Antarctica Expedition: A Trip Worth a Lifetime of Memories

Antarctica Expedition: A Trip Worth a Lifetime of Memories

Guest Blog by Ajay Gundepalli

It was the summer of 1998, one of our family friends gifted me the World Atlas that had landscapes from various countries, and I was awestruck by a picture of a Penguin jumping from an iceberg with a magnificent ice mountain. Since then it really intrigued me, I wondered, “ what would a trip to these icy glacials and mountains be like”. Two years ago, I started planning my expedition to Antarctica. I didn’t know what to expect from my journey to the white continent but was prepared for it to be a life-changing adventure. And it certainly was!

How I planned my Antarctica expedition 

Anyone who has traveled to Antarctica can attest to what a special place it is. From the abundant wildlife to the icy landscapes, there were plenty of jaw-dropping, awe-inspiring, and teary-eyed moments. If you’re planning to visit Antarctica for the first time, know that no matter how much research you do, the trip will be full of surprises, likely surpassing any expectations you have.

A starting point to plan your travel journey to Antarctica is that you cannot explore the place on your own – you need to be on a guided expedition. Expedition cruising at its core is about exploration and adventure. Ships are much smaller so they can access remote places. The itinerary is not always followed by the book. Nature dictates everything in Antarctica, so the expedition needs to adapt to any weather fluctuations (mostly ocean and ice conditions) and wildlife movements. There are strict rules for tourists so it’s not a destination for independent travel. I have never been a big fan of cruises, so I was worried about doing my bucket-list experience this way but was pleasantly surprised by the adventures of exploring Antarctica via a cruise. There’s a lot of spontaneity and free time on an expedition cruise so my need for independence and exploration was definitely fulfilled.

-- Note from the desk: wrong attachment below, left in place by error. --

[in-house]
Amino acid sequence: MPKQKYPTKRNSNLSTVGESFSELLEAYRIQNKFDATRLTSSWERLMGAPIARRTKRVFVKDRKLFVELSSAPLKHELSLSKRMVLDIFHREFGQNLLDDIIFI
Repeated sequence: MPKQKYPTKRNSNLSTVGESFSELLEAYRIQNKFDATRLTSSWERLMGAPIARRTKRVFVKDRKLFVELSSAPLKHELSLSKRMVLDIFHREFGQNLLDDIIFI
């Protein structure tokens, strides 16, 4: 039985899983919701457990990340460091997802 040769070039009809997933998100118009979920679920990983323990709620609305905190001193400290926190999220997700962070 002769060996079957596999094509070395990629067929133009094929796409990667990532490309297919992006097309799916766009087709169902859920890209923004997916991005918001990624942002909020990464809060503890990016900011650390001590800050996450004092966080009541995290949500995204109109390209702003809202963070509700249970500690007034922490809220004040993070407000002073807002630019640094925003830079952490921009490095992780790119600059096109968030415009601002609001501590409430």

Life on the cruise

Life on a cruise ship was filled with educational and social activities. The expedition crew consisted of a biologist, a geologist, a historian, and an anthropologist who gave lectures during days at sea. There were presentations about Antarctic wildlife, icebergs and glaciers, the discovery of Antarctica, and the psychology of living and working in Antarctica, among others. In the evenings we’d also have social events, like trivia competitions, and interactions with others on the cruise, which was fascinating for me as it was an opportunity to learn about other travelers’ motivation to visit Antarctica. 

Daily, we’d land at different docks two to three times for about 2 hours each which gave us plenty of time to observe the wildlife and hike around. There were also some sensitive locations (including melting icebergs) where we’d have less time with strict observations from the marine and lifeguards. Getting to landscape areas for walks was also not easy! We’d be divided into groups of 10 and transported in heavy-duty inflatable vessels to the landing sites and once there, we’d have to step into the water (usually ankle or calf deep) to get on shore. Before we’d arrive on site, the expedition crew would have marked territories for us to walk around to respect the wildlife around and for our own safety.

Seasickness is common on these cruises during the travel to Antarctica. Passengers are most likely to experience motion sickness during days at sea – for example crossing the Drake Passage, the most turbulent waters in the world. Sometimes it was hard to walk around the ship or get a good night’s sleep because of the intensity of the waves. Once we got to Antarctica, the ship was much more sheltered from the rough waves which made my life a little better.

My share of fun in Antarctica

The Polar Plunge: This was one of the most memorable and invigorating activities for me in the adventure. I was standing on a black sandy beach on Paradise Bay staring at the freezing water. As I ran into the shallow side of the water, I became acutely aware that the polar plunge was far more torturous. The icy water splashed at my ankles and then my thighs before I dived headfirst into the water with a half-hearted roar. The pain felt real. I quickly surfaced and labored back to the safety of the shore as rapidly as possible. I was then greeted with a shot of vodka to generate some heat throughout my body. In hindsight, the experience was worth the temporary pain for the exhilaration, and it’s a lifetime memory for me which is great for some dinner party stories that I continue sharing with my friends.